Talk politics to your clients

By Guest |  25-10-19 | 
 
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Morningstar invites thought leaders from the investment community to share their insights. Views expressed are personal and should not be construed as investment advice.

It is one of the oldest rules in sales – never talk politics or religion to your clients. But maybe that idea needs some updating.

Clients have choices. There are lots of other advisers with similar technical skills as you. There are even more advisers who claim to have the same technical skills and prospective client can’t tell the difference. So, once a prospect believes you have the expertise to help them with their financial issue they move onto the next most important question: will I like working with this adviser?

Which brings up another related question: does this adviser think like me?

As someone considers whether to be your client, how well do they think you will be able to relate to their priorities? How well will your recommendations conform not only to the technical questions of what’s best but be congruent with the way they want to get there?

When presented with many advisers to choose from, people are most likely to choose someone from their own tribe.

To help answer the question of whether you are “one of us” maybe we can think of those topics we traditionally avoid as being a little less taboo.

One adviser I with is unabashedly conservative. He is retired military. He is a Christian, a patriot, devoted to his family, and proud of it. That’s more a part of who he is than the title financial adviser. As we work through the process of designing his website, he made a point of wanting to reflect that. “It’s who we are” he said “and we find that people who feel the same way are the ones we do best with.” People with a similar philosophy will feel a kinship with him and, if they are younger, look up to him. And that passion is persuasive.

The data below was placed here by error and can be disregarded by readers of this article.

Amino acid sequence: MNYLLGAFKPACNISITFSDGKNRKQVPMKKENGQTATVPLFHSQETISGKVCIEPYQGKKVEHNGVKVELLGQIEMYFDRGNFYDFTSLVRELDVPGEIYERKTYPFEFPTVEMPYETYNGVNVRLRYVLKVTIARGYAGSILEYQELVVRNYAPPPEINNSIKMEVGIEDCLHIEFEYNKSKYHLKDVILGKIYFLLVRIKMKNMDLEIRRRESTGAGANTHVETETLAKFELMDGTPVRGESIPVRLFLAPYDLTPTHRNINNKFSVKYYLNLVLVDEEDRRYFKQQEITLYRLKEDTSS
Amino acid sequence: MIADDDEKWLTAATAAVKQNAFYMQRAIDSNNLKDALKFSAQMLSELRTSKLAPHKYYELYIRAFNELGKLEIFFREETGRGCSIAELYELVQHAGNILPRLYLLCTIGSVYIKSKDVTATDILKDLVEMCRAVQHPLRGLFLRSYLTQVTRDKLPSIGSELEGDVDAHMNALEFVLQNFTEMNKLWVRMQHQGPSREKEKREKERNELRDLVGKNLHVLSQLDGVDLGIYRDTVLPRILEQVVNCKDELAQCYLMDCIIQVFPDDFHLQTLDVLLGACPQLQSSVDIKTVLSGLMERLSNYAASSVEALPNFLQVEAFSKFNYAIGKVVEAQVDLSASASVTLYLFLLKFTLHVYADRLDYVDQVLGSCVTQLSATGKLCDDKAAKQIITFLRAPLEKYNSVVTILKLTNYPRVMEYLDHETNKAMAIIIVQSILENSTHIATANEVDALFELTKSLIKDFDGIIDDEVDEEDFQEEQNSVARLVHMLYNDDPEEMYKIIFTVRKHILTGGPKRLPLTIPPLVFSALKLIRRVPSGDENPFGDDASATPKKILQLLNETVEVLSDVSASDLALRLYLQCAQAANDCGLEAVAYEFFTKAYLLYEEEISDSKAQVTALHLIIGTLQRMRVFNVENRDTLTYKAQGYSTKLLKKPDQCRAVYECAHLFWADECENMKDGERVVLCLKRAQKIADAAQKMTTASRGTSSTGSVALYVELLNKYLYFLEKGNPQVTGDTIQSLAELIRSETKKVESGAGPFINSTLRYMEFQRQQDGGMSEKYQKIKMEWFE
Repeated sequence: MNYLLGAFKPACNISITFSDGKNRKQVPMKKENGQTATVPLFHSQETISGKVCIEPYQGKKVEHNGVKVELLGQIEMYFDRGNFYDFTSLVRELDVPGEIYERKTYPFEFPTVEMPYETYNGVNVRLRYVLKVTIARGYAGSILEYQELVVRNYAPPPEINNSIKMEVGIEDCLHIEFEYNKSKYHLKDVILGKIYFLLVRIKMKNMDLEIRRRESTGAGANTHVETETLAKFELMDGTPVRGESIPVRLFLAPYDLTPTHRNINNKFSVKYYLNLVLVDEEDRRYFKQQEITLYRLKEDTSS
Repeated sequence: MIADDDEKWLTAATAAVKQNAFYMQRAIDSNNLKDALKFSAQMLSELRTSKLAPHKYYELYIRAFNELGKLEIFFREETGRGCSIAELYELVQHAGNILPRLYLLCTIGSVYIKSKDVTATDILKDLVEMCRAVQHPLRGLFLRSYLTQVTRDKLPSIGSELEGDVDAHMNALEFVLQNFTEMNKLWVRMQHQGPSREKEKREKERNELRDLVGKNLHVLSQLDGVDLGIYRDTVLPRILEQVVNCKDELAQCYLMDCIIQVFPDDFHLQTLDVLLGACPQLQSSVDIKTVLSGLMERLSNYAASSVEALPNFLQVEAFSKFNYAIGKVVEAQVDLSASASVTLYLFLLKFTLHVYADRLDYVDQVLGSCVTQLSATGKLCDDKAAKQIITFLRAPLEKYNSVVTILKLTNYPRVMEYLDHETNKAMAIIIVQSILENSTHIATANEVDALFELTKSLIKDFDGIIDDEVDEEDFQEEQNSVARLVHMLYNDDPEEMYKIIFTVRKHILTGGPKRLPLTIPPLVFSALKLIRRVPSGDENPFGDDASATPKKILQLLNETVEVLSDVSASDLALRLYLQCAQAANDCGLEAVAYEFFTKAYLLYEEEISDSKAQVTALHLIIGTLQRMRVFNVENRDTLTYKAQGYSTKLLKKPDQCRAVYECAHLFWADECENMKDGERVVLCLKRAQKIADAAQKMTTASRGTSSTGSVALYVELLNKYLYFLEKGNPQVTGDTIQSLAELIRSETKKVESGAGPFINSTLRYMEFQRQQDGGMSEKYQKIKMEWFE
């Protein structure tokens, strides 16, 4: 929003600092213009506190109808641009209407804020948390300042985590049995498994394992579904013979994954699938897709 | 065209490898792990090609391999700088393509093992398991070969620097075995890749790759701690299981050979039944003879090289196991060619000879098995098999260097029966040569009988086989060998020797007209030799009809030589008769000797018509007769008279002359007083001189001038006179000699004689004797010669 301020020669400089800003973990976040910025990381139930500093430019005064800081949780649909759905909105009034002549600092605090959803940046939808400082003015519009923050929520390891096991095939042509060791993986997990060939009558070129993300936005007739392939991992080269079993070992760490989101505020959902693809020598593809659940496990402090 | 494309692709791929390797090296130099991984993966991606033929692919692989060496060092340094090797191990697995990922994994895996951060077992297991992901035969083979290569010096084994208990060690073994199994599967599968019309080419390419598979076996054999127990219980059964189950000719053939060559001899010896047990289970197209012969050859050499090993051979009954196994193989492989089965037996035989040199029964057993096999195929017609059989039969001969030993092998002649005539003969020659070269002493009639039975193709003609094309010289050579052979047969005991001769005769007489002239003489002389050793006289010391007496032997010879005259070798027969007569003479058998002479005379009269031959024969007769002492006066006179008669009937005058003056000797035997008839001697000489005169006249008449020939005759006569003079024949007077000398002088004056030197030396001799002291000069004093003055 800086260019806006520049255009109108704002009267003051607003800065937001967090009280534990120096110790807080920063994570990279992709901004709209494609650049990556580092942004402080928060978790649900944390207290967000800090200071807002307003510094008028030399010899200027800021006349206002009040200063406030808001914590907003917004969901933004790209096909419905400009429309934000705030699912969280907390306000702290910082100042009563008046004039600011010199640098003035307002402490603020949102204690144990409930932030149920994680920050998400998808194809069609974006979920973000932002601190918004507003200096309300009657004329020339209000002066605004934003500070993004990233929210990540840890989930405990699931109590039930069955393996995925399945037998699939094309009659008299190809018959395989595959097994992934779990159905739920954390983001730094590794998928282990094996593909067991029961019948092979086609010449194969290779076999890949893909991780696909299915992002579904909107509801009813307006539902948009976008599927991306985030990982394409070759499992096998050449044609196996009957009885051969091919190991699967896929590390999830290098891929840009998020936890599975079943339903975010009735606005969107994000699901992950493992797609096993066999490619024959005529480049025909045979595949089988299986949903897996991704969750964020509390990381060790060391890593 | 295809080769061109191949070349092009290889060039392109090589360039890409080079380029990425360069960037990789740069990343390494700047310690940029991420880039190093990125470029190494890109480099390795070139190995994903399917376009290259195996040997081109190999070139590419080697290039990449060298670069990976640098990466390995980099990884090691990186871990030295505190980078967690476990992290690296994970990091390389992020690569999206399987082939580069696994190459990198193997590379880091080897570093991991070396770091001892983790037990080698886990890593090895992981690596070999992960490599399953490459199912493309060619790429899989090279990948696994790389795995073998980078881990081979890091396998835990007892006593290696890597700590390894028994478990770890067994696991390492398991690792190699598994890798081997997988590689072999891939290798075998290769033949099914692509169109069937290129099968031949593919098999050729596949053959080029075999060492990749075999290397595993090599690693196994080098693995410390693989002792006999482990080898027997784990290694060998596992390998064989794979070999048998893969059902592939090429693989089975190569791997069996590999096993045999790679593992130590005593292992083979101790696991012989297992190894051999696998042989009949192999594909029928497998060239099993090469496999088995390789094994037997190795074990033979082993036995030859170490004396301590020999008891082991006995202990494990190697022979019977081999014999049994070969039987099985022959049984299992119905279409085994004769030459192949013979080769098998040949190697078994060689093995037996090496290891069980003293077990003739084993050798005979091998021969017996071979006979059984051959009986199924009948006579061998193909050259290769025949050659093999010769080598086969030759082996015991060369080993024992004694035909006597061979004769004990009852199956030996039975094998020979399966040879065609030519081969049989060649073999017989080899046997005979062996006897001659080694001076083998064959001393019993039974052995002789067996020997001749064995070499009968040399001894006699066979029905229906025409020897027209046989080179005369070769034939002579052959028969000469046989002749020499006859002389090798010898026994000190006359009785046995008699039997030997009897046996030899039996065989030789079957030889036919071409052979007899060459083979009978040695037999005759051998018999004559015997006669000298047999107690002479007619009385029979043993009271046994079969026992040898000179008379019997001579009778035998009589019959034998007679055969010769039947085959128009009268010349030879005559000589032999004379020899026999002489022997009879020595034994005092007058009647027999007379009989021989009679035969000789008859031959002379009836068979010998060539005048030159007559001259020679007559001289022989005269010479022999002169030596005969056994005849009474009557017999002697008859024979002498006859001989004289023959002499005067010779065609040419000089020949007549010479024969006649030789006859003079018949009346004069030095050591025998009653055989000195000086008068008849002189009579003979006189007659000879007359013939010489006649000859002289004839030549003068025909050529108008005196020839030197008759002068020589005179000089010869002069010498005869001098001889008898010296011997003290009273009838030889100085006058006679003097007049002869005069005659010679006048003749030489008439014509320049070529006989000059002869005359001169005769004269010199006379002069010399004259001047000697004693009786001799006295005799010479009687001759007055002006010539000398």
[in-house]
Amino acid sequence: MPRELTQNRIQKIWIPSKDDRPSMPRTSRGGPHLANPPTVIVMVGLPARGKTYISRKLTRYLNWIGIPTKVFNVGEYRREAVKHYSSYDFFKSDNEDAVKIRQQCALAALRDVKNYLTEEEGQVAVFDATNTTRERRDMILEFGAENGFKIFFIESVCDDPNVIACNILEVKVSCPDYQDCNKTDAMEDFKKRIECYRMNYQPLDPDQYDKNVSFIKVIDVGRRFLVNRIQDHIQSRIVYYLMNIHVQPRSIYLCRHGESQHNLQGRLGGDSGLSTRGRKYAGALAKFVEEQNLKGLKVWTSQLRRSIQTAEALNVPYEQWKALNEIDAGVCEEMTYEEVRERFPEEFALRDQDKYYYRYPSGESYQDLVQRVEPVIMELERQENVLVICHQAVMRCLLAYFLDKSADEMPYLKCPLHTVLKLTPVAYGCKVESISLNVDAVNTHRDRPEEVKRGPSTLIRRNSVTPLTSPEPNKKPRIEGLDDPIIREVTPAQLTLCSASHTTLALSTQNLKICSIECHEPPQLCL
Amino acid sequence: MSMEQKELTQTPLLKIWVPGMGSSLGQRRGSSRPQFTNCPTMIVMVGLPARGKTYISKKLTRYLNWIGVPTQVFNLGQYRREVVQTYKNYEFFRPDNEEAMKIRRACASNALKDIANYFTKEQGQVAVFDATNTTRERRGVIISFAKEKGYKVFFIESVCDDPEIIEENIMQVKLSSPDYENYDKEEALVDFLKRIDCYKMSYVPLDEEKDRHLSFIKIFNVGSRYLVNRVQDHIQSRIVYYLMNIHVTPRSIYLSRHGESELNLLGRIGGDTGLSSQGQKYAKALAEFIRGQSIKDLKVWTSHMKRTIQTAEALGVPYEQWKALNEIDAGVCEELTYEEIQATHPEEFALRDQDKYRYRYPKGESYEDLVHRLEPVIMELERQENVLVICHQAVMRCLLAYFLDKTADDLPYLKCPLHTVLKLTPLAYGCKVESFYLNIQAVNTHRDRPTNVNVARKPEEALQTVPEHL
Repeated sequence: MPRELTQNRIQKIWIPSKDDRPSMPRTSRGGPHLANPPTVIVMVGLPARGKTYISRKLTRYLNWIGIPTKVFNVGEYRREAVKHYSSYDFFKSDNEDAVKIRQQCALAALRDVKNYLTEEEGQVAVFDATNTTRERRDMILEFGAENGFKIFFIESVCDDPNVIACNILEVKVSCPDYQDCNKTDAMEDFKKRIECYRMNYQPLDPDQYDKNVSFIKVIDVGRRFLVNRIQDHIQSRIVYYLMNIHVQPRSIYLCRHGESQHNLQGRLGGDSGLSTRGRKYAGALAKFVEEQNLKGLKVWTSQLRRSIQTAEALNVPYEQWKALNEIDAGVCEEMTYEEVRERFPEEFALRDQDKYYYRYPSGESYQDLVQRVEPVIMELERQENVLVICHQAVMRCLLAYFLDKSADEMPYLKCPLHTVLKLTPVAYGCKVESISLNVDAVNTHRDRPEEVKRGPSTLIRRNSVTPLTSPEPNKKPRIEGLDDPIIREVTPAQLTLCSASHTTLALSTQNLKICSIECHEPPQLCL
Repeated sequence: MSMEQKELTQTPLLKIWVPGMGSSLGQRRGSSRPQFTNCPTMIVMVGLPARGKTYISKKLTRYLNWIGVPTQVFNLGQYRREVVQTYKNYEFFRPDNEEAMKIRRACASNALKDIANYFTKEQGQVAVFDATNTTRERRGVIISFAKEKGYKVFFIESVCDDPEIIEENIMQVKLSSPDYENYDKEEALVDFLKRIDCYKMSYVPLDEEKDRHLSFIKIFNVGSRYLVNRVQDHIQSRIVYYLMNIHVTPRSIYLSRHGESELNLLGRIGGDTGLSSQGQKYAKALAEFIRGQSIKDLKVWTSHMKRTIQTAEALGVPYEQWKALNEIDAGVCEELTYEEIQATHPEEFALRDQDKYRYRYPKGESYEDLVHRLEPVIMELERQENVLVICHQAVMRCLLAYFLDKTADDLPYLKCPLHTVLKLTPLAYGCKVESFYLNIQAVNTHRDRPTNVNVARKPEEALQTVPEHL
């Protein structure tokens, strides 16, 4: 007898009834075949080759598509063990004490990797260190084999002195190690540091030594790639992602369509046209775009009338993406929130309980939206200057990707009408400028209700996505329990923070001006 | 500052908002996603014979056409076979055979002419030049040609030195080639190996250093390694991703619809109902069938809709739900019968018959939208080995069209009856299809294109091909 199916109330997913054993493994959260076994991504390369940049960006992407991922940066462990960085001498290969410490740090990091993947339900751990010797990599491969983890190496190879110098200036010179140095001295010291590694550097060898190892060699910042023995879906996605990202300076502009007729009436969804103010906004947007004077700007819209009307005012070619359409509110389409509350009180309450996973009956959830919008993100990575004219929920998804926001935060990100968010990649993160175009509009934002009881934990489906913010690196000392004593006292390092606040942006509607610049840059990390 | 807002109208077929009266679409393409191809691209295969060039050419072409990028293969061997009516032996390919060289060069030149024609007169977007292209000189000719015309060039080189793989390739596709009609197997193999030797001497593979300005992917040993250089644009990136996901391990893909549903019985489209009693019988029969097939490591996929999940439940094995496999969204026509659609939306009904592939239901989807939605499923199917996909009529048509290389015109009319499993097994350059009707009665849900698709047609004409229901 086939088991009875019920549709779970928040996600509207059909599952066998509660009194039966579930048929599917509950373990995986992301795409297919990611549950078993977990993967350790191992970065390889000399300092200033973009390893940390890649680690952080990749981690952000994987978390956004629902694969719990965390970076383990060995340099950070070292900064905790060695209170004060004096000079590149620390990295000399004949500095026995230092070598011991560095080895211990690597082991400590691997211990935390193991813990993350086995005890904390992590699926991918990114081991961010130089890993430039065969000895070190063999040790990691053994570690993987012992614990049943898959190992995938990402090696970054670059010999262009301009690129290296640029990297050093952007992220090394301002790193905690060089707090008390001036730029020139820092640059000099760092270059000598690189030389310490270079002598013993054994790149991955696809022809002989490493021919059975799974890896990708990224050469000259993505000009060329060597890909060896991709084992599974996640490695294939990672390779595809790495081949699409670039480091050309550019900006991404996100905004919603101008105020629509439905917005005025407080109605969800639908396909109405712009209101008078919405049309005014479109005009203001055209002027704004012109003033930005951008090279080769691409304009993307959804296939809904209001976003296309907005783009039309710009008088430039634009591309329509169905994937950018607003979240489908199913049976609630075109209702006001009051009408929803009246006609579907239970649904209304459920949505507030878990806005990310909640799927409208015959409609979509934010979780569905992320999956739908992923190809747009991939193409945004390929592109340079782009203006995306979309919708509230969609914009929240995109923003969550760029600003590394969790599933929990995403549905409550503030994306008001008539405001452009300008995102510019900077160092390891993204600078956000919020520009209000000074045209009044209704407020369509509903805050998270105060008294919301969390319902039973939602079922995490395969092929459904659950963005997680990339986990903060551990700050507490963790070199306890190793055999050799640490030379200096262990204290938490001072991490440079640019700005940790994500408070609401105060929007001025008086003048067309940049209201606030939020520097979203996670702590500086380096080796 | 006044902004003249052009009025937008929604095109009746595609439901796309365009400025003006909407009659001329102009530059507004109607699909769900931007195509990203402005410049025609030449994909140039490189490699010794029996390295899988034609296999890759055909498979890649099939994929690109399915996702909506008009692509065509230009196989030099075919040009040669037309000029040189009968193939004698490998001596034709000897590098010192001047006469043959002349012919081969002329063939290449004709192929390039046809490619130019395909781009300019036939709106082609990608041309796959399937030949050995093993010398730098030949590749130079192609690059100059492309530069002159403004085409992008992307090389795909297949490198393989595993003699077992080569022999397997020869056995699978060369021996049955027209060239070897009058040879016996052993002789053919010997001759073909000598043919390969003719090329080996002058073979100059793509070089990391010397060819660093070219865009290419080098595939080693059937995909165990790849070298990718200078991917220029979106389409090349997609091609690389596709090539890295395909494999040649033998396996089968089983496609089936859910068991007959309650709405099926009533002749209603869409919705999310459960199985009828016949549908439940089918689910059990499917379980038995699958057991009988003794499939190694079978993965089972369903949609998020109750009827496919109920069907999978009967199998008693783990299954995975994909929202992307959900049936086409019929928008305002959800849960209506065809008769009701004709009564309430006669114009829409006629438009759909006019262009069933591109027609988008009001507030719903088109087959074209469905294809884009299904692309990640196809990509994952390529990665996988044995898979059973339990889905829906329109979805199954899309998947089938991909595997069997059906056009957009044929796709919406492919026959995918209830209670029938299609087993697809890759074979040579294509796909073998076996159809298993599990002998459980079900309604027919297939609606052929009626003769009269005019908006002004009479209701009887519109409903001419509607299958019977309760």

When we ask in client advisory boards what clients find most valuable about the relationship they have with the adviser their faith often the conversation. It is not something the adviser addresses explicitly in their service to clients or in their marketing. It is usually the first time I hear about it even after going through the coaching process that leads to that first advisory board meeting. Yet, it is meaningful to clients. Board members make comments about observing the adviser doing volunteer or community work with their church or working with youth groups. And they comment how that has contributed to the trust they feel.

What if that might turn some people off? That’s OK. The whole basis of niche marketing is creating something unique for the people who really want it. Not everyone will. Whether that be a digital experience, client gatherings at sports events, or detailed investment reporting, you create the experience for your tribe and that’s what makes you attractive to them. Your niche experience includes who you are and what you believe in.

You can be authentic. Clients want to know who you are, what you stand for. Helping them know who you are as a person can deepen your relationships. You ask clients to share intimate details of their life with you. Share some of who you are with them.

This post by Stephen Wershing was first published on The Client Driven Practice.

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